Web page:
Comment by Jan Shortt, General Secretary, National Pensioners’ Convention:
“The Budget was hugely disappointing for millions of older people who are still struggling to meet rocketing bills with an inadequate state pension. The Chancellor started his speech by saying the government was providing a ‘safety net for older people’ but you would be hard pressed to find it in the detail.
'While higher earners will benefit from the abolition of the Lifetime Allowance (LTA), in reality this only helps a very small number of savers - 90% of the population will not even have enough to retire on, let alone put huge sums into a pension.
Budget disappoints as it ignores the oldest struggling to pay bills and in need of vital care
Whilst the government has extended energy support for another three months, there is little understanding that most older people use their heating all year round because their homes are damp and cold.
It is also shocking that the budget had no firm or clear resolution to the crisis in care services. Older people are being denied the help they need just to survive every day. They are dying through lack of access to appointments and treatments. We believe there is no commitment by this government to properly invest in care provision even though they know it is right to do so.
The focus on getting those over 50 back into work needs much more than 'boot camp' skills training. It needs the government to confront employers about their ageist attitude to employing older people. There is no recognition of, or value given to the skills, knowledge, experience, or work ethic that older people bring to the world of work. Older people still in work must be treated with respect and dignity, particularly if they suffer ill health. Unfortunately, while this Budget benefits higher earners, ordinary working people will still be paying more tax.”
NPC President Rosie Macgregor added: "I am pleased that the energy price guarantee has been extended, and the higher charges have been scrapped for those, usually the poorest in society, on prepayment meters. However, I doubt that the measures suggested to bring the over 50s back into work will be successful. The government cannot realistically expect retired people to return to work, many with pre-existing health conditions, without costly retraining and assistance. The so-called ‘returnships’ may help but I have my doubts. How practical is it to expect everyone to continue to work when they are in their mid to late 60s with the same ability or enthusiasm as their younger colleagues?
Women are also badly let down by the pension system and their income is disproportionate to that of men - almost half by some estimates. Despite the offer of improvements to childcare there is a failure to address the gender pension gap. The government needs to recognise that many low paid women and men simply cannot afford to make contributions to occupational pensions.”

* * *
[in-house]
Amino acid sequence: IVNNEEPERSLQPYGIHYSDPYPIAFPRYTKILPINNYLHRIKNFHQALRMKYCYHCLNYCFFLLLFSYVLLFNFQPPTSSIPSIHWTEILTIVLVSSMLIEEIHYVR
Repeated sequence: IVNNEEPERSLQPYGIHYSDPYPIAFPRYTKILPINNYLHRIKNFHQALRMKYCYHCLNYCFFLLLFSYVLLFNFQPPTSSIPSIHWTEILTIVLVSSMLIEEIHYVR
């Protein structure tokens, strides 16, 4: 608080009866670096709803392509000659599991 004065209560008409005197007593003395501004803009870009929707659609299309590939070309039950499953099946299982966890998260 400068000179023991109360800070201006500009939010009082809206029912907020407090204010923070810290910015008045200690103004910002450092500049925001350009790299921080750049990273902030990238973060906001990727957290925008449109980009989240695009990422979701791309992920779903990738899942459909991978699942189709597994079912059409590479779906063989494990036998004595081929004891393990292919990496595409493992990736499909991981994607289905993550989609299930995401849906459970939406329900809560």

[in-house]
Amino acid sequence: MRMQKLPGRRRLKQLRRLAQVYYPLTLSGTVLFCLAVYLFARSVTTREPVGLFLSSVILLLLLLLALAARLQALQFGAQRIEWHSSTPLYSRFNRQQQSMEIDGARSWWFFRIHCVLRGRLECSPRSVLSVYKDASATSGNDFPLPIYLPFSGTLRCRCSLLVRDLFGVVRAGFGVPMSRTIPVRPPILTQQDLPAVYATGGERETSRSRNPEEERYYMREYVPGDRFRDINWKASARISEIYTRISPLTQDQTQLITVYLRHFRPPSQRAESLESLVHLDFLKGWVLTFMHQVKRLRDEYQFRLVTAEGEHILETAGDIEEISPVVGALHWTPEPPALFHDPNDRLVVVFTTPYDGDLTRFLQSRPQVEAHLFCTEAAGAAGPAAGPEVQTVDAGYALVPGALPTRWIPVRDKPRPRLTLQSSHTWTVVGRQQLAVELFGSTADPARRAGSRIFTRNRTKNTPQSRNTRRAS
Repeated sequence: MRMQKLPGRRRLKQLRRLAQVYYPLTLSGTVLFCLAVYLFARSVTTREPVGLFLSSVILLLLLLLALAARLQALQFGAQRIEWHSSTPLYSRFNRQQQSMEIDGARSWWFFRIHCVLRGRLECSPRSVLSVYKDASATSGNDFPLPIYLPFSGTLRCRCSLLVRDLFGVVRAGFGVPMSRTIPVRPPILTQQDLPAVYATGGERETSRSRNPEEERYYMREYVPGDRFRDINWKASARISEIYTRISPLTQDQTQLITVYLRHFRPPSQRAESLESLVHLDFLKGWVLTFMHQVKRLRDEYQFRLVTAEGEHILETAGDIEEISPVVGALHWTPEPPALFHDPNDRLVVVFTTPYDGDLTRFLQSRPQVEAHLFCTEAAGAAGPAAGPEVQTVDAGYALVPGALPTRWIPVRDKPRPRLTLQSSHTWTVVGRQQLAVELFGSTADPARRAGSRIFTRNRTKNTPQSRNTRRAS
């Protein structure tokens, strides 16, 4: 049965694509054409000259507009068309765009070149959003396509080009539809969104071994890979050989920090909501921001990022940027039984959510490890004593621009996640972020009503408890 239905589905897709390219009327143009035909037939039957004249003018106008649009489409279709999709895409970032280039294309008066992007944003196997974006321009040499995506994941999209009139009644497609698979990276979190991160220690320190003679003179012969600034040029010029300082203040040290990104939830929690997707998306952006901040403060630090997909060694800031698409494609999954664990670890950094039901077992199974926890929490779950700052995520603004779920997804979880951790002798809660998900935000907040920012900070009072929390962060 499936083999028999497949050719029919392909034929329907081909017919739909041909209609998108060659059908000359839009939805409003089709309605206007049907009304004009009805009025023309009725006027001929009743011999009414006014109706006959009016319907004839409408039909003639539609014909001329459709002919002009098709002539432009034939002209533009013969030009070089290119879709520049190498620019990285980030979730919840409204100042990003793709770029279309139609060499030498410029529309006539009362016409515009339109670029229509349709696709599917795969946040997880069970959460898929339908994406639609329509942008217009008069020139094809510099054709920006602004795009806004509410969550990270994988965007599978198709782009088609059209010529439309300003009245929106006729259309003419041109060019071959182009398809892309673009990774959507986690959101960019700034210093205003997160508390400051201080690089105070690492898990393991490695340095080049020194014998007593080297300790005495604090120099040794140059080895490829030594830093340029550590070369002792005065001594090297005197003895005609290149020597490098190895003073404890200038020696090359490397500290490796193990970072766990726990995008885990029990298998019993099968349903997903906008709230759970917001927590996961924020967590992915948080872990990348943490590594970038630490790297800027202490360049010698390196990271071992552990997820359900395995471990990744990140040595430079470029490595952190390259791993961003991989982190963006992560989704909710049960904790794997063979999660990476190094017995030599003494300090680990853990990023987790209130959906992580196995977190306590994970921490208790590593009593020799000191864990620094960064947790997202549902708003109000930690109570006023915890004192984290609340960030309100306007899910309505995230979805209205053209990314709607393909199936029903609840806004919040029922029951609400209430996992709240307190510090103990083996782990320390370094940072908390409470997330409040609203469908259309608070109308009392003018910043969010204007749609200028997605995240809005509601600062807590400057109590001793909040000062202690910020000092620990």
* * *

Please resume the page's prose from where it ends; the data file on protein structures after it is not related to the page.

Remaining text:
Pat Hughes, 70, retired nurse, Kent: “Apart from the fact that households will not be any better off, for me the key thing is the lack of commitment to health and wellbeing and rebuilding the NHS, which will result in the whole country being sicker and poorer.
If the government focus really is on growth, I am at a total loss to understand why they are doing nothing positive and seem blind to the link between health and productivity. I hope the changes to disability benefit and worker capability assessment will be positive, but I don’t know enough about them to know how welcome they are. I welcome any extra investment in mental health as this is a significant issue among the workforce, including those who are currently inactive.
‘But forcing people to take jobs they don’t want, or risk benefit sanctions are unlikely to do much for worker productivity. There was nothing helpful about retaining people like nurses in physically demanding jobs. Slogging around the wards on long shifts in your mid to late sixties is not much fun!"
Ian Millington, 75, retired teacher from Bucks: “I was living in Cheshire when I had to retire due to ill health in my fifties. I was teaching in an FE college which was going through a vast overall of the organisation and reduction of older staff, they said, to reduce costs, and bring in ‘new blood.’
The current initiatives suggested by the Chancellor would be of no use to me, or many thousands of others in my position. A doctor told me at the time that if I went back to teaching I would not last two days. It was not the students that were the problem, it was the altered workload due to loss of experienced staff. You are embedded with a work ethic and feel guilty being off long term. It took a couple of years before I felt able to take up part time work in completely different fields.”
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